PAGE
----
I have to take a TB test for the job im applying for. BUT im REALLY nervouse....Does it hurt? (Im terrifed of needles) and whats a good way to keep my mind off the pain.
Ps. what is a TB test? I know what kind of test it is. but how do they do the test?
- 1 decade agoFavorite Answer
don't be nervous- it's a very simple test and does not hurt. they take a very small needle and inject a very small amount of killed TB bacterium under the top layer of your skin to see if your body reacts to it. you will go back to the doctor's office in 2 days to get it read. if the reaction is beyond a certain diameter, it is considered positive and means you have been exposed to TB but most likely, your body has successfully fought the infection. This is called a latent infection.
most likely yours will be negative! but if it's positive, don't freak out. it can be common to have a positive reaction in certain places (like LA) and in certain professions (like healthcare workers), and some people are positive if they were born in another country and had the BCG vaccine (a TB vaccine not used in the US). some are positive but don't know how they could have gotten exposed. if you are young and healthy, your chances of having active TB are very very low, and those with a latent infection are not infectious, so no one around a person with a latent infection should be worried about getting TB.
the sucky thing is, if you are found to have a positive TB skin test, the health department will bug you to take an antibiotic called INH for 9 months (which will decrease your chance of ever having the TB re-activate in your lifetime by over 90%), but you don't have to take it if you don't want to. you will also want to make sure that you never have another skin test, no matter what any employer or anyone else says you have to do. you should get yearly chest x-rays just to make sure nothing comes up in your lungs, and that can be your proof of TB testing for any job. sometimes employers don't know that, so educate them.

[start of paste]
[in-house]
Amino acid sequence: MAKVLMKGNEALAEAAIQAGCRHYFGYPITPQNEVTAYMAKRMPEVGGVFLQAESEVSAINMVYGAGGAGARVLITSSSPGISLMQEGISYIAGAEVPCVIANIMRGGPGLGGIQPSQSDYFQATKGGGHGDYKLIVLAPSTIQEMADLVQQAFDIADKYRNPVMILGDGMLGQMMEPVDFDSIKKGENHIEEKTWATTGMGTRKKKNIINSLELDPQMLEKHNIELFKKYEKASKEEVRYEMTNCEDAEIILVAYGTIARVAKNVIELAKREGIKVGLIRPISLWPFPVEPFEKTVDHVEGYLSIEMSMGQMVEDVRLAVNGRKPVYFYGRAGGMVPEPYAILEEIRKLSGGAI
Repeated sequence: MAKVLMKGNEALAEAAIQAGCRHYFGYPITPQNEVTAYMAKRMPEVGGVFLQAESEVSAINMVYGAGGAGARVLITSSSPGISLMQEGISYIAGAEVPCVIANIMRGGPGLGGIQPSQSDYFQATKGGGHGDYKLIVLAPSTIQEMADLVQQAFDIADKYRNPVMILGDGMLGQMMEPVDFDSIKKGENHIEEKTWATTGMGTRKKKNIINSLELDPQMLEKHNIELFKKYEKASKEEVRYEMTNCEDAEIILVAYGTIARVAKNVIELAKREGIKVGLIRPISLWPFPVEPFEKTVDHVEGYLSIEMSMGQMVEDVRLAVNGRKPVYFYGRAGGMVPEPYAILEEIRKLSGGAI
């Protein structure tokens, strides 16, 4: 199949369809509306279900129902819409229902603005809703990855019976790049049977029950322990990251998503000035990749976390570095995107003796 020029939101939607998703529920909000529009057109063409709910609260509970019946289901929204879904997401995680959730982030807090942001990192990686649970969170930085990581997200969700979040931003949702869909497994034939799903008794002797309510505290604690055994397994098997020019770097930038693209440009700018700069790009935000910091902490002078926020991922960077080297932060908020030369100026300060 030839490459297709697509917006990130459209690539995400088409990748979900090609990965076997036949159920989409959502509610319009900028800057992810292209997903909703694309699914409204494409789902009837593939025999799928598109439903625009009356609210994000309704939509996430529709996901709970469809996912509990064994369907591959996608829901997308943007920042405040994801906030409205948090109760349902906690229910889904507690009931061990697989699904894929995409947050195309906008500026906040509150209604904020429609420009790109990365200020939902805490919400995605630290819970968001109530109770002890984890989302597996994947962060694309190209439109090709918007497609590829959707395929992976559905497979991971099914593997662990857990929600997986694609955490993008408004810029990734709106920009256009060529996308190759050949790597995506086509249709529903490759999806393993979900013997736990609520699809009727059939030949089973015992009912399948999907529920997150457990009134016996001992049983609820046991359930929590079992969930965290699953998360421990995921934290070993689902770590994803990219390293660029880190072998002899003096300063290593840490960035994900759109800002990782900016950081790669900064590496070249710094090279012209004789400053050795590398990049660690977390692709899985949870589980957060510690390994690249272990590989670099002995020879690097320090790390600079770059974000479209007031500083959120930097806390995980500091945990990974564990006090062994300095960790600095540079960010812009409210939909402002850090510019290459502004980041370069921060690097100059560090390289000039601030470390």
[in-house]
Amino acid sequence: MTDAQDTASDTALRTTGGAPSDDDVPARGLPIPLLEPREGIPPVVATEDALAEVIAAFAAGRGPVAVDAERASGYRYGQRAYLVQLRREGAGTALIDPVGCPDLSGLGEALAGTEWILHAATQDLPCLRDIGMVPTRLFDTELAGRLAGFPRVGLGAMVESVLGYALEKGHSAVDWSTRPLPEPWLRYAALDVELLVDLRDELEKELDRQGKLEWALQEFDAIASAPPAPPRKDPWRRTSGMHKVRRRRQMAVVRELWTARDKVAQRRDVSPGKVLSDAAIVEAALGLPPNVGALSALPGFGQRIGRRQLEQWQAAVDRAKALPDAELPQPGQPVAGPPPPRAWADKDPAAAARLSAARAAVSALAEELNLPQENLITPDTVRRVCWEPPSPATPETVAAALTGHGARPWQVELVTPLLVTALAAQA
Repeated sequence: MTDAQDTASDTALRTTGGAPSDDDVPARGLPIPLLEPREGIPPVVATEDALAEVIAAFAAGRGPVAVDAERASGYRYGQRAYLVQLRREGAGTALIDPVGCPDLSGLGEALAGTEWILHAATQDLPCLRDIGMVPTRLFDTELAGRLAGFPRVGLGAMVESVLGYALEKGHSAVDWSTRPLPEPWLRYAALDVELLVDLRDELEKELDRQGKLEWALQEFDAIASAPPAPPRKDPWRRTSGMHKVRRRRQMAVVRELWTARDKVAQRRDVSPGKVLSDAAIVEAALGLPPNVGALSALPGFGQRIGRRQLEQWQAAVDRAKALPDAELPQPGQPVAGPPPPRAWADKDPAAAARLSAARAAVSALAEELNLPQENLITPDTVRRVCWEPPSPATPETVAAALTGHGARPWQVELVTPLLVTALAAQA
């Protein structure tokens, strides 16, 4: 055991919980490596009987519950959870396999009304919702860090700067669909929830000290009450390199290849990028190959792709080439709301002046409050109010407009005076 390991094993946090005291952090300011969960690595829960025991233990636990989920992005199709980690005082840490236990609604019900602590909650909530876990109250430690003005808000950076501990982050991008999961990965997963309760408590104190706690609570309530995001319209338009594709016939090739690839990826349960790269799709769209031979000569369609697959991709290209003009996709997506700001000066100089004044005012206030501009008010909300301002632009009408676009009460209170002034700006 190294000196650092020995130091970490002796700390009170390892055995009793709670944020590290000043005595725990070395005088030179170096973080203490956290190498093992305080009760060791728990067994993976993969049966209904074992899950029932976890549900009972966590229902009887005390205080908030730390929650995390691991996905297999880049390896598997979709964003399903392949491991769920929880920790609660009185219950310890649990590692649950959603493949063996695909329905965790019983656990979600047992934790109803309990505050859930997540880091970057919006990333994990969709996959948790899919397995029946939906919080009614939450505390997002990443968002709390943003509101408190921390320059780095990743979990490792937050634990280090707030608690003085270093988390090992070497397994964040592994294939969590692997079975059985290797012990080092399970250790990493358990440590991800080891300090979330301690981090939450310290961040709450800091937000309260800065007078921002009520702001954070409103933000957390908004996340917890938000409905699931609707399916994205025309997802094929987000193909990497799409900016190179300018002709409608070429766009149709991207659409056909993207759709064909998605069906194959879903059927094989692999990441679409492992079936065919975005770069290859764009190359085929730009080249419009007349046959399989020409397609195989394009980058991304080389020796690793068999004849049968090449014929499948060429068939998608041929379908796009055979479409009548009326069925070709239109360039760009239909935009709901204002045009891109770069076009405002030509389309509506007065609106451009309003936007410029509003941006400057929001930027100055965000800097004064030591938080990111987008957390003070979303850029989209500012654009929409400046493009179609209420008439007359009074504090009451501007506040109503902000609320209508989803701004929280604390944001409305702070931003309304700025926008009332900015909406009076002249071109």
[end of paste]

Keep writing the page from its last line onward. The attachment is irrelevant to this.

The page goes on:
it's not the end of the world, and it will never keep you from doing anything you want to in life. it's on the scale of having cold sores in terms of inconvienence.
all that stuff above is for if it comes out positive, but remember, most likely it will be negative.Source(s): positive TB test at age 18 after being a hospital volunteer (!), medical student
- 1 decade ago
I've had quite a few due to my jobs.
Basically they take a needle with a special medicine that tests to see if you have any Tuberculosis antibodies floating around in your system...they stick the needle right under your skin and your skin will bubble a bit (I recommend that you look away cuz it's gross looking) and they'll put a circle around the injection site and in three days you go back to the doctors and they look at the site and if the area is flat and normal looking then you are fine, but if the area is still bubbled up more than a certain length then there's a possibility that you have TB and they'll send you for chest x-rays. If it does happen, don't panic because quite a few people do have slight reactions, and next time you have to have a TB test they'll know to just send you for the X-Ray.
- Anonymous1 decade ago
You have to under go a test called MANTOUX. it is very simple and will not hurt you at all. It is a simple injection This is to detect if the person is having tuberculosis. Read the details and have it done without ANY FEAR WHAT SO EVER. IT IS SAFE.